It is true that Milutinovic, Sainovic and Ojdanic are waiting for “a very long time” for their trial to start – which is why their defense requests their provisional release. The Trail Chamber, however, has some questions about the readiness of the Serbian government to arrest the accused if they refuse to return to The Hague for their trial

Milan Milutinovic, Nikola Sainovic and Dragoljub Ojdanic in the courtroomMilan Milutinovic, Nikola Sainovic and Dragoljub Ojdanic in the courtroom

Milan Milutinovic, Nikola Sainovic and Dragoljub Ojdanic have been in the UN Detention Unit for more that two years, yet the trial date has not been set. The defense therefore seeks their provisional release, for the third time. Their argument is that the reasonable time for the commencement of the trial has expired, and the Trial Chamber accepts that, but is currently assessing the credibility of the guarantees offered by the Serbian government about the measures it would take to ensure that the accused return to The Hague for their trial.

Prosecutors oppose the defense motion, although they admit that the length of the detention will be a “strong factor” in favor of granting provisional release - if the trial does not begin this year or the next. The trial date will depend on whether and when the other persons charged with the crimes committed in Kosovo in 1999 are joined with this case. Of those indictees, Vladimir Lazarevic is already in detention in The Hague, while Nebojsa Pavkovic, Vlastimir Djordjevic and Sreten Lukic are still at large.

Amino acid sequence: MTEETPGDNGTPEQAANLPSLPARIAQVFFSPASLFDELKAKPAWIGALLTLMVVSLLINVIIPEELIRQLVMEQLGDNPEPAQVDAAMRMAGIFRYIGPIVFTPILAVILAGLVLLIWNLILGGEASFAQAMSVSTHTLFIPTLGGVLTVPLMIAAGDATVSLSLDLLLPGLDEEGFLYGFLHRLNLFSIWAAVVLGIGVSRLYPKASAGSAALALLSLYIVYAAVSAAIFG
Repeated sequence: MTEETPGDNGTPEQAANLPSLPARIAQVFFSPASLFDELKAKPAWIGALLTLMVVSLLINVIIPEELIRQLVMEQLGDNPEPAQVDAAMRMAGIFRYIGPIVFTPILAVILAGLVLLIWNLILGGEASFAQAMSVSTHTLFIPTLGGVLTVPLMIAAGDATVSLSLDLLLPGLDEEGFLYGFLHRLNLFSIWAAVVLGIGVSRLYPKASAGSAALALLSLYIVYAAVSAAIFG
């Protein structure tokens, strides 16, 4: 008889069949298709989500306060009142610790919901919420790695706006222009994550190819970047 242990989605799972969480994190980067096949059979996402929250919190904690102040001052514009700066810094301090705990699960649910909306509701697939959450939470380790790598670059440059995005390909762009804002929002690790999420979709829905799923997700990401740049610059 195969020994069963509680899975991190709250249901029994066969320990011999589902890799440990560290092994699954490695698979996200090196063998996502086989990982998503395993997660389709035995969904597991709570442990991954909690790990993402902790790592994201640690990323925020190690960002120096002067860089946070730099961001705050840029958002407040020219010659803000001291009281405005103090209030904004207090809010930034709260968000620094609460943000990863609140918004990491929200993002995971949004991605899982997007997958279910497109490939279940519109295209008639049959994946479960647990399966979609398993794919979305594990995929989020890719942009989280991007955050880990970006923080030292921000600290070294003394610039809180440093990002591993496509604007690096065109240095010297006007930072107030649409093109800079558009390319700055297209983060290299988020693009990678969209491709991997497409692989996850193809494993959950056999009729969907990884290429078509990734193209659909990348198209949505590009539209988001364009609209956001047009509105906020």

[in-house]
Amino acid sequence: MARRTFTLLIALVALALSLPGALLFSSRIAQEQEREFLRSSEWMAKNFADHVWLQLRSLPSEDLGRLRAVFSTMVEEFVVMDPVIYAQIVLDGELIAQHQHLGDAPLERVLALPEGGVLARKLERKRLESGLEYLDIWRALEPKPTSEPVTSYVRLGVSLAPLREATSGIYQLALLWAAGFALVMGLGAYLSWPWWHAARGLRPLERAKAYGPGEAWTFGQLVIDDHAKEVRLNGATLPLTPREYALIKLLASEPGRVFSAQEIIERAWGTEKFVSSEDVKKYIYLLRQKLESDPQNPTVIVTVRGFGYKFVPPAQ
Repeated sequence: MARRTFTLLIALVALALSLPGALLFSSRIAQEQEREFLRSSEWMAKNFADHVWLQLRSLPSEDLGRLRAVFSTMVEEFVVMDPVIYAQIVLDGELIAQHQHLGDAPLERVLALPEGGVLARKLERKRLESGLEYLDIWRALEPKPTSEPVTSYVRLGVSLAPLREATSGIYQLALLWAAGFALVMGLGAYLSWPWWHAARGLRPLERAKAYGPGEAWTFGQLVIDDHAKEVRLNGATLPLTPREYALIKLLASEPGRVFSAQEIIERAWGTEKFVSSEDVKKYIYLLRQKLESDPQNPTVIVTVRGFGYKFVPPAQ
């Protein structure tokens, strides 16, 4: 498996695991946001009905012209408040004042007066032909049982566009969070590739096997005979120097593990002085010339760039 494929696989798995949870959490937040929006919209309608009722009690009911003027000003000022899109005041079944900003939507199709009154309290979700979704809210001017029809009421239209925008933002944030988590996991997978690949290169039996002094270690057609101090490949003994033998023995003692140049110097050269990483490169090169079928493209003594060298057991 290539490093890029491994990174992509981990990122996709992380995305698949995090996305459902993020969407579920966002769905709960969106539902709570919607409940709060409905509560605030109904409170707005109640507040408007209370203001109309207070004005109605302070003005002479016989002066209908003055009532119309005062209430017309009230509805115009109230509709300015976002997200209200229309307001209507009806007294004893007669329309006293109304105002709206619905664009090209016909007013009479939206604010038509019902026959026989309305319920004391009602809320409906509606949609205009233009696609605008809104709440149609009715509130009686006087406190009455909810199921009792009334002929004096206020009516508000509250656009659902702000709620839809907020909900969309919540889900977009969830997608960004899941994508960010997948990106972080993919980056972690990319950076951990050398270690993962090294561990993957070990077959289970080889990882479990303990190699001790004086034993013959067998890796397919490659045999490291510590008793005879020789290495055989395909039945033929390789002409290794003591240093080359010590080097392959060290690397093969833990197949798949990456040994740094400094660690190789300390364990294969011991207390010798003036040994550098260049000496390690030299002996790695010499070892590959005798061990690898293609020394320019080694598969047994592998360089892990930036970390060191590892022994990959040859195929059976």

The fact that several other indictees from Serbia have not yet been handed over to the Tribunal was the focus of the discussion at the provisional release hearing today. Serbian Justice Minister, Zoran Stojkovic, came to the hearing to assure the Trial Chamber that his government will comply with all the conditions and orders of the Tribunal related to the release of the accused and their return to The Hague.

Noting that this government has not arrested any of the accused yet, the prosecutor was particularly interested to know what was being done with regard to General Pavkovic who, as reported, publicly announced he did not intend to surrender to the Tribunal. The minister said that “everything will be done” to ensure Pavkovic’s voluntary surrender or, if that failed, to arrest him. Stojkovic stated that he personally did not know where Pavkovic was, but that “organs are working on it.”

Presiding Judge Patrick Robinson then suggested that the Government of Serbia should take care not to create the impression that it had unlimited patience and that it was ready to wait too long for the voluntary surrenders, because that would “damage its credibility.”

Defense counsel for the former Serbian president Milutinovic, former deputy prime minister of the federal government Sainovic and former Chief of VJ General Staff Ojdanic filed their first motions for provisional release in 2002. The Trial Chamber granted it, but the decision was overturned on appeal. The second motion, filed in 2003, was also rejected.